Who cares about tomorrow´s world? Insights from behavioural economics: How to ensure a future world worth living in
While recharge.green project focuses on reconciling biodiversity conservation and renewable energy development in the Alps, the project also needs to consider broader questions concerning the use of natural resources. Biodiversity conservation requires long-term commitments and inter-generational co-operation with people who have not even been born. How can today´s policy makers stimulate people to unselfishly co-operate for a future world?
Classic economic theory predicts that individuals will always act to maximize self-interest. The often cited “tragedy of the commons”, according to which individuals act independently and selfishly, prompting decisions that harm the collective’s long-term interests (Hardin 1968), has been much criticized. For one, it confuses common property and open access resources. Both can be subject to overuse and potential destruction, but common property resources are often subject to regulating social arrangements that maintain the resource (e.g. pastures with grazing rights), while open access are essentially ungoverned and therefore perceived as a “free for all”. In the case of the commons, as Ostrom (e.g. 2008) and others have shown, resources are often effectively managed for the good of an entire community, at least at a local level. In his much-discussed book The Evolution of Cooperation Robert Axelrod (1984) maintains that collective restraint can serve to induce self-interested individuals to co-operate.
But what happens when people are asked to co-operate not with colleagues or members of their own community, but with abstract, unborn “future generations”? Who cares about tomorrow´s world? How can we entice people to co-operate with those yet to be born? These questions have remained largely unsolved.
Now, researchers at Harvard University have devised a unique version of a commonly used “public goods game” to test under what circumstances people are willing to preserve resources for future generations.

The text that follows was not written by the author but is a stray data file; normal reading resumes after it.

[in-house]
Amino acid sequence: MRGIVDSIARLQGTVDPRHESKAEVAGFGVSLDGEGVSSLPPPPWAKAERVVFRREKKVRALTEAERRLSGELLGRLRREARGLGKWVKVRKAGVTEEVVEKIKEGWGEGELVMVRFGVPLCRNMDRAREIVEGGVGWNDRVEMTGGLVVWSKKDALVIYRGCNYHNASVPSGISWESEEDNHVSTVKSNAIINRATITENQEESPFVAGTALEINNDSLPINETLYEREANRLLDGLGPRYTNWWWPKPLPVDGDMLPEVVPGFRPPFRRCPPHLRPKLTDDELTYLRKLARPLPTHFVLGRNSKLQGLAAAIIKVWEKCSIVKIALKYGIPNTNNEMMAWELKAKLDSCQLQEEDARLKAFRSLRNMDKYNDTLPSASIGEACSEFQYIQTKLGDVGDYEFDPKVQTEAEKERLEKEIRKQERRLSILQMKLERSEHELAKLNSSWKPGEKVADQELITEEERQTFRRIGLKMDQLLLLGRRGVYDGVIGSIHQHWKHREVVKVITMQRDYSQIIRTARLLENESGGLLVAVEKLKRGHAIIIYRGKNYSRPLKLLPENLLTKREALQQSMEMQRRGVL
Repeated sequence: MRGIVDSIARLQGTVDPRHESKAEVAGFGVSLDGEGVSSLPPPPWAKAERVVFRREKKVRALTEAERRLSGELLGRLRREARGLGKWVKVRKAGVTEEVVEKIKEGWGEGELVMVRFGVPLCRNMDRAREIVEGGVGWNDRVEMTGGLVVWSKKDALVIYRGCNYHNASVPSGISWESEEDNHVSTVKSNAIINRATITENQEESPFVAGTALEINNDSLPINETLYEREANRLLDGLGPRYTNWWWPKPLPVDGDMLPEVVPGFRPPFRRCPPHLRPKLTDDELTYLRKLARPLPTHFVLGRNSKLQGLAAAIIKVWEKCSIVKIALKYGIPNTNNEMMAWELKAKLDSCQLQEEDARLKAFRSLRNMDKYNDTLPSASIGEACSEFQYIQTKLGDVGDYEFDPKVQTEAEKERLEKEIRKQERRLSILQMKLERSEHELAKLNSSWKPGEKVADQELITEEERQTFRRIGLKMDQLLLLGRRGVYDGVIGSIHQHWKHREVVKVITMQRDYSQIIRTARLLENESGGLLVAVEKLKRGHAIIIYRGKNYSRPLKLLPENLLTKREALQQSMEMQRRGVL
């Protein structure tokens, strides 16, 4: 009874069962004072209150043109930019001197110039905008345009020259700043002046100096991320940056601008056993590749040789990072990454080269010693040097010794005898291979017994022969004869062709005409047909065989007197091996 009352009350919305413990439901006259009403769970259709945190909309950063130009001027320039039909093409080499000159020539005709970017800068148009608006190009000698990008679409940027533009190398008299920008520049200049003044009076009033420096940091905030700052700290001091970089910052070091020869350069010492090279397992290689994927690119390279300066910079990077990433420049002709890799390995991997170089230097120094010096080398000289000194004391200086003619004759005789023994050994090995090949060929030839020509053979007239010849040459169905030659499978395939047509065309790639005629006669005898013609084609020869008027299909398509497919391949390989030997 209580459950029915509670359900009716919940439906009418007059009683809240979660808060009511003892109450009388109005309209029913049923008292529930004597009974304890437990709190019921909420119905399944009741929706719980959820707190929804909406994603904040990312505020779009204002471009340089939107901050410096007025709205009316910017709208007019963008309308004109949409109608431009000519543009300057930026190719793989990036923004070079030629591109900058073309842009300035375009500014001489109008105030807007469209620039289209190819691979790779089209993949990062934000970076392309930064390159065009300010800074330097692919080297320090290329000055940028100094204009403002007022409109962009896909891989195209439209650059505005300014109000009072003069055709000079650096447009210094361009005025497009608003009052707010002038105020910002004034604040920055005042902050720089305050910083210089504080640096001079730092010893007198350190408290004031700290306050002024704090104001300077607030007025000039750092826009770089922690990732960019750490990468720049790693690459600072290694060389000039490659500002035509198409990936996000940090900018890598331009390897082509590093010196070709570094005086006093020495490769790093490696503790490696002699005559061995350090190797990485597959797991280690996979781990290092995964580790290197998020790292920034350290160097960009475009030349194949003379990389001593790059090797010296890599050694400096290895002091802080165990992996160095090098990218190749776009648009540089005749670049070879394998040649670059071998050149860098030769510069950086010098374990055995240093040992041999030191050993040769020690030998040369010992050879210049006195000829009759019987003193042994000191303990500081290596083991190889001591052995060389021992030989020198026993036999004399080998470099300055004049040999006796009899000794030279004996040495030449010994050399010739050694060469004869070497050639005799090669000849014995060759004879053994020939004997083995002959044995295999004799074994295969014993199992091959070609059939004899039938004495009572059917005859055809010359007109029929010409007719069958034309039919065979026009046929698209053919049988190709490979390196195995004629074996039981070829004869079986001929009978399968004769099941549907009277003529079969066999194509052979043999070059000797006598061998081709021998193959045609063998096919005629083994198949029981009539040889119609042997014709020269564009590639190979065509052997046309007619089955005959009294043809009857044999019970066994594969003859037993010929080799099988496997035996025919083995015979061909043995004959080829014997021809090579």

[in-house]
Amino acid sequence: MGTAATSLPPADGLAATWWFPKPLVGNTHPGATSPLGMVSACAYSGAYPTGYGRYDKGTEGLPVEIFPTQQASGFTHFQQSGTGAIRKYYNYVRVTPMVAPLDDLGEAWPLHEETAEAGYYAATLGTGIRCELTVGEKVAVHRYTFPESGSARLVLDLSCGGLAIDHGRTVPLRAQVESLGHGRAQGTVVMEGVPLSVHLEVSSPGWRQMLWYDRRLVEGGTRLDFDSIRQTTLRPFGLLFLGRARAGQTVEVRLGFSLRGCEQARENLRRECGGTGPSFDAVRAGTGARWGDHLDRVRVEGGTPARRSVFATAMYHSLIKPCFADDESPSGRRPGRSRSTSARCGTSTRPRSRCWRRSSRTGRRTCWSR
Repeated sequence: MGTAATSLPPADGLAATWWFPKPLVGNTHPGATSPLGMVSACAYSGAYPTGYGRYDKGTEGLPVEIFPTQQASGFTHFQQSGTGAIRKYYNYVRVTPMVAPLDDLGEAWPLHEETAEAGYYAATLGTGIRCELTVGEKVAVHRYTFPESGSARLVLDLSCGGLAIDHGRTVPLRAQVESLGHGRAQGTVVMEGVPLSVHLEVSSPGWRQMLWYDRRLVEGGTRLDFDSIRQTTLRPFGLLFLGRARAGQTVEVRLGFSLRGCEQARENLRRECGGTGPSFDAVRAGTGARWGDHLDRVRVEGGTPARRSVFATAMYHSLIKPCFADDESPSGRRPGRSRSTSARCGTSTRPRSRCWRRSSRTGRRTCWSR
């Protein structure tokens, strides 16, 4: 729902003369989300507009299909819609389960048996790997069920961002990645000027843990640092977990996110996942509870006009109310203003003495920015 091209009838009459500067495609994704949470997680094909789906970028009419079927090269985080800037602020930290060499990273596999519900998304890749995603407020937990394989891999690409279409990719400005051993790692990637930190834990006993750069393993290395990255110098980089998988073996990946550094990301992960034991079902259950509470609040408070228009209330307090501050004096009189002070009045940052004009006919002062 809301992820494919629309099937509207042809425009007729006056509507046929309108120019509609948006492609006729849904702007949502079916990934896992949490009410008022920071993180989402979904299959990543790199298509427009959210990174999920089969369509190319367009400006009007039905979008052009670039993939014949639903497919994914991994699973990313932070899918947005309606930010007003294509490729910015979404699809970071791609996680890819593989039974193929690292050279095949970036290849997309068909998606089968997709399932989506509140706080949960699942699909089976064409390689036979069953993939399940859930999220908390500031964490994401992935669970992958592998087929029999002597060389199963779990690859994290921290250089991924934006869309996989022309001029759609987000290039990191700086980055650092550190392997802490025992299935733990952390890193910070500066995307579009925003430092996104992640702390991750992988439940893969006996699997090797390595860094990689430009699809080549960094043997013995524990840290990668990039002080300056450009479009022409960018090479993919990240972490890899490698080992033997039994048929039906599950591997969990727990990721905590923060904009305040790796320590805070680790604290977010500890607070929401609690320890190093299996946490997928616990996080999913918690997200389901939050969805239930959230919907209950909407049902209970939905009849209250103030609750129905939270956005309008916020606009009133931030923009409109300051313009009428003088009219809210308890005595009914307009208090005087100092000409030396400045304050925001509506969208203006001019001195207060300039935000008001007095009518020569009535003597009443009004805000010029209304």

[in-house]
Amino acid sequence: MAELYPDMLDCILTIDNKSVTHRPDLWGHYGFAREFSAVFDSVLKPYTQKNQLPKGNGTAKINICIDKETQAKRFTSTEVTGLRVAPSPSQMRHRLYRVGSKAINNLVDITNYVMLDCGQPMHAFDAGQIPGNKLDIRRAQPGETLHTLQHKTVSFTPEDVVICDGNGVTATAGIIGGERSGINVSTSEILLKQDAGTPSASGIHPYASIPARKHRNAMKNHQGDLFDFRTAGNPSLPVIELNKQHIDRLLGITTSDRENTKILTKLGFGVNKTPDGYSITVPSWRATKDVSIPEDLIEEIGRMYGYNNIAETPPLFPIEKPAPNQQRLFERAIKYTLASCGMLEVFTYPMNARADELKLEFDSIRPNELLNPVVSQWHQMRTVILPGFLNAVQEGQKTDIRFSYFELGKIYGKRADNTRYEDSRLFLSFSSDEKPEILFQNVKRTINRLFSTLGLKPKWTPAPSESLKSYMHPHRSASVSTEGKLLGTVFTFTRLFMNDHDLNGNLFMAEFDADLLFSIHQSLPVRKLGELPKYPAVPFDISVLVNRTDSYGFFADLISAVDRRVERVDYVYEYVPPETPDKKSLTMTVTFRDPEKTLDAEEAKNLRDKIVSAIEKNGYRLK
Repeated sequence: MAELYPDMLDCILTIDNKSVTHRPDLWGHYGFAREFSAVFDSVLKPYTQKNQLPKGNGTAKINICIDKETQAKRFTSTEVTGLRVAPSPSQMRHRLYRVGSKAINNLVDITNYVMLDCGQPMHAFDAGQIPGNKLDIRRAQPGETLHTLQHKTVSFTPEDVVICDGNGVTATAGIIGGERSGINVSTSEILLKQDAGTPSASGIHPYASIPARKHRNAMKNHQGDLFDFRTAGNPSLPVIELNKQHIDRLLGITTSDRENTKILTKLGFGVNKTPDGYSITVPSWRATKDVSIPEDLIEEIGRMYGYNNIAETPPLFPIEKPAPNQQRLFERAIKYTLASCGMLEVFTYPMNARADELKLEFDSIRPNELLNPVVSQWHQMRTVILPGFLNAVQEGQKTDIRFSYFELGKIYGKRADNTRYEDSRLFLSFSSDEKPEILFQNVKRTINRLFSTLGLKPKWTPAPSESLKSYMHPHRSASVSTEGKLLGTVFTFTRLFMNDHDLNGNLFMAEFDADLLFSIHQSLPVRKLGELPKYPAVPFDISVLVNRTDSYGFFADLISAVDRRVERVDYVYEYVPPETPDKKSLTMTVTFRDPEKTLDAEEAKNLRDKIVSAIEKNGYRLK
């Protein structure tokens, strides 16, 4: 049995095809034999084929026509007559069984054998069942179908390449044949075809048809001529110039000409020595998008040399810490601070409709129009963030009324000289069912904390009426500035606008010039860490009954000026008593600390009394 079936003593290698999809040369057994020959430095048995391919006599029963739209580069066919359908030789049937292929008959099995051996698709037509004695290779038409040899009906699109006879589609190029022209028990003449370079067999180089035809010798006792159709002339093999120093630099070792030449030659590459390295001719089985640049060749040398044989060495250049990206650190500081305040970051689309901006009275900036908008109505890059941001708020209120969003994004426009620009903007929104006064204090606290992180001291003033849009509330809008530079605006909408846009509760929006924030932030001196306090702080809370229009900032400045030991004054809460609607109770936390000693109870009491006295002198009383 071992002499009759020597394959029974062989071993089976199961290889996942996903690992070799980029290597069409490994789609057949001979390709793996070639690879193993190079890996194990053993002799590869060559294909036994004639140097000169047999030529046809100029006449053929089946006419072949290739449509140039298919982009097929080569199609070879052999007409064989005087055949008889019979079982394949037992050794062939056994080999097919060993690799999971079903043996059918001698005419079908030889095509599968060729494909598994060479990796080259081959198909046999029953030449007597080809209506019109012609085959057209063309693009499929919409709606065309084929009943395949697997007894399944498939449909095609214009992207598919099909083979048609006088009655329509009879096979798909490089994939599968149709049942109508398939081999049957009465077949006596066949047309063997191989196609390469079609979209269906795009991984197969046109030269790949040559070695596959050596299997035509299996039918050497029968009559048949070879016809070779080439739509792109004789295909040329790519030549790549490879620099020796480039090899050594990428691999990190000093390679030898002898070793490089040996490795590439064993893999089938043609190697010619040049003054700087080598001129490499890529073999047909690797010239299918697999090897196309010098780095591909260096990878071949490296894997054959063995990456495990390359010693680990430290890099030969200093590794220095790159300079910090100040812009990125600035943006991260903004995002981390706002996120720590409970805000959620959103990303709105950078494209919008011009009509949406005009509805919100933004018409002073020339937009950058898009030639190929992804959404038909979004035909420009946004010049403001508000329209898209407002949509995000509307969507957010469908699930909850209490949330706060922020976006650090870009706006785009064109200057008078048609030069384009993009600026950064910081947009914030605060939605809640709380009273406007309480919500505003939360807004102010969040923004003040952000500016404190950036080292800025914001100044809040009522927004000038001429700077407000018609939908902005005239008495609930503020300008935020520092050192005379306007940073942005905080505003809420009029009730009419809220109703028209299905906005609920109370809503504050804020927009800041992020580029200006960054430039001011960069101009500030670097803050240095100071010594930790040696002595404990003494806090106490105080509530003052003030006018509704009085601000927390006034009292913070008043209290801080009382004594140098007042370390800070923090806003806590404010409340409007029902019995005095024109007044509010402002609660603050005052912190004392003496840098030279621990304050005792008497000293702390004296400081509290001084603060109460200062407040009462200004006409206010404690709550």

In their experiments they found that, if people were allowed to choose freely how much of a desirable resource to use (as is the case with open access resources), the supply quickly ran out, leaving nothing for the future. Even though a majority of people in the game were willing to preserve resources for next generations, a few spoilers (typically 1 in 5 players) acted as selfish grabbers, resulting in the depletion of the resource. In a different version of the game, each participant was asked to vote how much of the resource should be exploited. Subsequently, the votes were averaged and each individual in the group could only take out the median number of the group votes.. The surprising finding was that most people vote altruistically, leading to preservation of the resource. Using a median eliminated the uncooperative extreme votes and allowed the majority, who care about the common good, to use the resource sustainably. In other words, a democratic process succeeded to reassure those with a tendency to co-operate and to keep the selfish minority (the “grabbers”) from exhausting the resource. The researchers emphasize that voting works only if the results are binding for all involved. Their results are published in the article “Cooperating with the future” in a recent issue of Nature (Hauser et al. 2014).
Most people agree that preserving resources for future generations is important, but nobody wants to get the short end of the stick. Simplistically assuming that everyone is selfish is an uninformed mistake. Today, policy makers must develop strategies that consider, value and compensate present-day altruistic attitudes towards future generations. Importantly, as the Harvard experiments imply, policy interventions need to be binding for all to re-assure the majority willing to co-operate that others will not reap an unfair share. Mere voluntary approaches (e.g. non-binding agreements like the Kyoto Protocol) designed to ensure biodiversity conservation and the sustainable use of resources, are unlikely to work.
Axelrod, Robert M. 1984. The Evolution of Cooperation. New York: Basic Books.
Hardin, G. 1968. ‘The Tragedy of the Commons’. Science 162 (3859): 1243–48. doi:10.1126/science.162.3859.1243.
Hauser, Oliver P., David G. Rand, Alexander Peysakhovich, and Martin A. Nowak. 2014. ‘Cooperating with the Future’. Nature 511 (7508): 220–23. doi:10.1038/nature13530.
Ostrom, E. 2008. ‘The Challenge of Common-Pool Resources’. Environment. https://www.ble.ac.uk/webapps/portal/frameset.jsp?tab_id=_430_1.